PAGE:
Think about that for a minute. We are about to base our monetary policy once again on models built by a Fed that has repeatedly struck out in the forecasting game and whose models do not inspire great confidence. Like previous policy approaches, this new one is almost sure to produce unintended consequences and market disturbances.

The best and the brightest assure us they have the situation under control. How’s that working out with regard to Obamacare?

True Confessions

pigs2Now we get the truth from the horse’s mouth. This is what’s been happening all along and the costs increase with each passing month of this failed policy. From the WSJ:

Confessions of a Quantitative Easer

We went on a bond-buying spree that was supposed to help Main Street. Instead, it was a feast for Wall Street.

By Andrew Huszar
I can only say: I’m sorry, America. As a former Federal Reserve official, I was responsible for executing the centerpiece program of the Fed’s first plunge into the bond-buying experiment known as quantitative easing. The central bank continues to spin QE as a tool for helping Main Street. But I’ve come to recognize the program for what it really is: the greatest backdoor Wall Street bailout of all time.Five years ago this month, on Black Friday, the Fed launched an unprecedented shopping spree. By that point in the financial crisis, Congress had already passed legislation, the Troubled Asset Relief Program, to halt the U.S. banking system’s free fall. Beyond Wall Street, though, the economic pain was still soaring. In the last three months of 2008 alone, almost two million Americans would lose their jobs.

The Fed said it wanted to help—through a new program of massive bond purchases. There were secondary goals, but Chairman Ben Bernanke made clear that the Fed’s central motivation was to “affect credit conditions for households and businesses”: to drive down the cost of credit so that more Americans hurting from the tanking economy could use it to weather the downturn. For this reason, he originally called the initiative “credit easing.”

My part of the story began a few months later. Having been at the Fed for seven years, until early 2008, I was working on Wall Street in spring 2009 when I got an unexpected phone call. Would I come back to work on the Fed’s trading floor? The job: managing what was at the heart of QE’s bond-buying spree—a wild attempt to buy $1.25 trillion in mortgage bonds in 12 months. Incredibly, the Fed was calling to ask if I wanted to quarterback the largest economic stimulus in U.S. history.

This was a dream job, but I hesitated. And it wasn’t just nervousness about taking on such responsibility. I had left the Fed out of frustration, having witnessed the institution deferring more and more to Wall Street. Independence is at the heart of any central bank’s credibility, and I had come to believe that the Fed’s independence was eroding. Senior Fed officials, though, were publicly acknowledging mistakes and several of those officials emphasized to me how committed they were to a major Wall Street revamp. I could also see that they desperately needed reinforcements. I took a leap of faith.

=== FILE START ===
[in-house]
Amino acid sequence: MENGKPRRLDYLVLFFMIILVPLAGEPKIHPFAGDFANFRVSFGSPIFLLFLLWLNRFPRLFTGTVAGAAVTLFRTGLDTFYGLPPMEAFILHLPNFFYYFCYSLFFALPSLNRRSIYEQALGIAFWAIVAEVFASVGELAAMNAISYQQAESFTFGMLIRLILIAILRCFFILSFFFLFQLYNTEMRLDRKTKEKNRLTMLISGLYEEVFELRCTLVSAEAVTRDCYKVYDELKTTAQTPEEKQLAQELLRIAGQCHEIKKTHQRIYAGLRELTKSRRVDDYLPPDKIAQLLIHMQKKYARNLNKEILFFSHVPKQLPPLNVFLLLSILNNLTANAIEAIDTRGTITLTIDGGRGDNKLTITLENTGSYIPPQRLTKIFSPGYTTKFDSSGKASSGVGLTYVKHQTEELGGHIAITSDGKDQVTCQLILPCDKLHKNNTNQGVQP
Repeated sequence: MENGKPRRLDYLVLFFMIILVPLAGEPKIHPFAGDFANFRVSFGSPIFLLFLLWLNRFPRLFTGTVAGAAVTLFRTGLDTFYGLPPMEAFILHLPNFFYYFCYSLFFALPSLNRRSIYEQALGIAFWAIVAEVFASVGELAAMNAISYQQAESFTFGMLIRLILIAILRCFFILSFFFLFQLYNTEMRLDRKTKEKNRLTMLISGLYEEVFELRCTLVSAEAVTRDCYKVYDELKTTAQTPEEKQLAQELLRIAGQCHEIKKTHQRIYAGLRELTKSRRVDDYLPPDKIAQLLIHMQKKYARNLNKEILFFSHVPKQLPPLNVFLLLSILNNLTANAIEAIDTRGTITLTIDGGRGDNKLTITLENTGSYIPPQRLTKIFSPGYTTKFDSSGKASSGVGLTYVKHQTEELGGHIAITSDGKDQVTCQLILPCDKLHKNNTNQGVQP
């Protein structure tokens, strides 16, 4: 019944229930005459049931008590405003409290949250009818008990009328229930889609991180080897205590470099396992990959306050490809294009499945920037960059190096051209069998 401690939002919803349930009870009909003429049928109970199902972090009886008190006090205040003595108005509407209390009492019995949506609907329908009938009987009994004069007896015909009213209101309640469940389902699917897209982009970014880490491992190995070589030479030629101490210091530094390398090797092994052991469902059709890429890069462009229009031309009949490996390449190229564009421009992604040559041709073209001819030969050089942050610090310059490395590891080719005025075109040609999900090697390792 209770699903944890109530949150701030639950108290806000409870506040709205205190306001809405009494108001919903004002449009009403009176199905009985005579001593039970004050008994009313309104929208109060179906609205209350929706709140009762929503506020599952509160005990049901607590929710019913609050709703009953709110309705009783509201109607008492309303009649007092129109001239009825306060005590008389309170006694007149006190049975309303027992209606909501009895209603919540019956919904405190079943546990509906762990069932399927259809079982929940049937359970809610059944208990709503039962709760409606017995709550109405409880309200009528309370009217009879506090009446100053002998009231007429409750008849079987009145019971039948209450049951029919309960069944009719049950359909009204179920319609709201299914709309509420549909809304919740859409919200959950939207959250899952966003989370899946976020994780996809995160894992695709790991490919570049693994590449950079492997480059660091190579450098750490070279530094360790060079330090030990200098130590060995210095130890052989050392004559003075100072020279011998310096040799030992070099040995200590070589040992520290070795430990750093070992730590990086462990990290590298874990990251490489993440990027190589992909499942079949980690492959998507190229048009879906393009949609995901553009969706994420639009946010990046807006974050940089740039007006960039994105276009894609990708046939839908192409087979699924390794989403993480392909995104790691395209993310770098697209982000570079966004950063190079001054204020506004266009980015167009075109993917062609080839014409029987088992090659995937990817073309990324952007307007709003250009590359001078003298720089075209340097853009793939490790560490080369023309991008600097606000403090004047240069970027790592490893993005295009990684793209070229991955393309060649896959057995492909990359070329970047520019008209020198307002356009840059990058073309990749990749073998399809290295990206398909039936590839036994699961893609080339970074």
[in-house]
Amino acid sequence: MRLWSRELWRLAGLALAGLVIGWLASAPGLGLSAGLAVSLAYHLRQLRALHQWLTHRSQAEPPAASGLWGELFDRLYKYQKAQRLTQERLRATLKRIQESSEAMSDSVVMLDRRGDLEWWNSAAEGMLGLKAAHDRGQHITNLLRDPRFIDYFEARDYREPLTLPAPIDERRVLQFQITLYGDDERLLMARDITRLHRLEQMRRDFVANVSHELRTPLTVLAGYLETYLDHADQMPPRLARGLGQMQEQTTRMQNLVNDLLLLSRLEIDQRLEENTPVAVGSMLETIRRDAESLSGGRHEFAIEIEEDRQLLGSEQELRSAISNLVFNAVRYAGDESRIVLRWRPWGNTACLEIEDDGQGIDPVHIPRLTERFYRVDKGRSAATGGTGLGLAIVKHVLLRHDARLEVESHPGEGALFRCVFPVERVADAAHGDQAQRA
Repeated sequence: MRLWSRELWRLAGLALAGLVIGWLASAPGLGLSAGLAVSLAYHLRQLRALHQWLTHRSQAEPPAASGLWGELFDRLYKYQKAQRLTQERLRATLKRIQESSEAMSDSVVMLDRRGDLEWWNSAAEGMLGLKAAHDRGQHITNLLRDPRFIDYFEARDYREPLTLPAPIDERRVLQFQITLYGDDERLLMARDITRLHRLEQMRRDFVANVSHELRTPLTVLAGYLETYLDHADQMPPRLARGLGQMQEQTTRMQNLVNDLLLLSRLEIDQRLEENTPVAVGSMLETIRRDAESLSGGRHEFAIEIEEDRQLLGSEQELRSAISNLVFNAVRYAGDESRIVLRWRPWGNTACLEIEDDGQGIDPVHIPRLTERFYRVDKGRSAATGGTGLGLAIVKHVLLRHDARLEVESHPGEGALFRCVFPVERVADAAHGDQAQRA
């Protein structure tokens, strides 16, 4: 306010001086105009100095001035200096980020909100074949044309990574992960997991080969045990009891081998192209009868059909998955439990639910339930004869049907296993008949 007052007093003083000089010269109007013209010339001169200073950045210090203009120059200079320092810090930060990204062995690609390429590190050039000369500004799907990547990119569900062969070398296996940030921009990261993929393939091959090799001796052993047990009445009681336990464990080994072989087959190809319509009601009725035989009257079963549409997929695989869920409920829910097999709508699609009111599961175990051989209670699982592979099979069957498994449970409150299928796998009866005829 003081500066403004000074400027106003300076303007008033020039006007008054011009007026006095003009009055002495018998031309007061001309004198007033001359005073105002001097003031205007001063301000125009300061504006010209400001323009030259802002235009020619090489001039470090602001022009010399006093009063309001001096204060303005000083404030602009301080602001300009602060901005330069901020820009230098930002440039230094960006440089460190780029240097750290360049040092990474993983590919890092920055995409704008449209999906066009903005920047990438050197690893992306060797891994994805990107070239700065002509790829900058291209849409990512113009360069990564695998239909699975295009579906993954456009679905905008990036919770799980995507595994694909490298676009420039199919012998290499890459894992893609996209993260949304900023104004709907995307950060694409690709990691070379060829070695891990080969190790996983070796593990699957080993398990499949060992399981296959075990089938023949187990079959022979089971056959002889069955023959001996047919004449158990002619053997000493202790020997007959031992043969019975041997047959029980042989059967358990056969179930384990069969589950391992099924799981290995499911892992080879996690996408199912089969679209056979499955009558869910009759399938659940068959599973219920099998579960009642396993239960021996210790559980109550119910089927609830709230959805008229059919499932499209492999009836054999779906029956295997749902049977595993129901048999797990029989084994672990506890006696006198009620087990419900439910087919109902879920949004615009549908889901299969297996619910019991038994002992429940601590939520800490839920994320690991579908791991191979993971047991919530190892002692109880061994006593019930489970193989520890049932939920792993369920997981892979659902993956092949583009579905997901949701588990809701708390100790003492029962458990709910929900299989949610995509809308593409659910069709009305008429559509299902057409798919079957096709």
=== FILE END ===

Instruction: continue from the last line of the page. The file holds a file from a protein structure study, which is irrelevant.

In its almost 100-year history, the Fed had never bought one mortgage bond. Now my program was buying so many each day through active, unscripted trading that we constantly risked driving bond prices too high and crashing global confidence in key financial markets. We were working feverishly to preserve the impression that the Fed knew what it was doing.

It wasn’t long before my old doubts resurfaced. Despite the Fed’s rhetoric, my program wasn’t helping to make credit any more accessible for the average American. The banks were only issuing fewer and fewer loans. More insidiously, whatever credit they were extending wasn’t getting much cheaper. QE may have been driving down the wholesale cost for banks to make loans, but Wall Street was pocketing most of the extra cash.

From the trenches, several other Fed managers also began voicing the concern that QE wasn’t working as planned. Our warnings fell on deaf ears. In the past, Fed leaders—even if they ultimately erred—would have worried obsessively about the costs versus the benefits of any major initiative. Now the only obsession seemed to be with the newest survey of financial-market expectations or the latest in-person feedback from Wall Street’s leading bankers and hedge-fund managers. Sorry, U.S. taxpayer.

Trading for the first round of QE ended on March 31, 2010. The final results confirmed that, while there had been only trivial relief for Main Street, the U.S. central bank’s bond purchases had been an absolute coup for Wall Street. The banks hadn’t just benefited from the lower cost of making loans. They’d also enjoyed huge capital gains on the rising values of their securities holdings and fat commissions from brokering most of the Fed’s QE transactions. Wall Street had experienced its most profitable year ever in 2009, and 2010 was starting off in much the same way.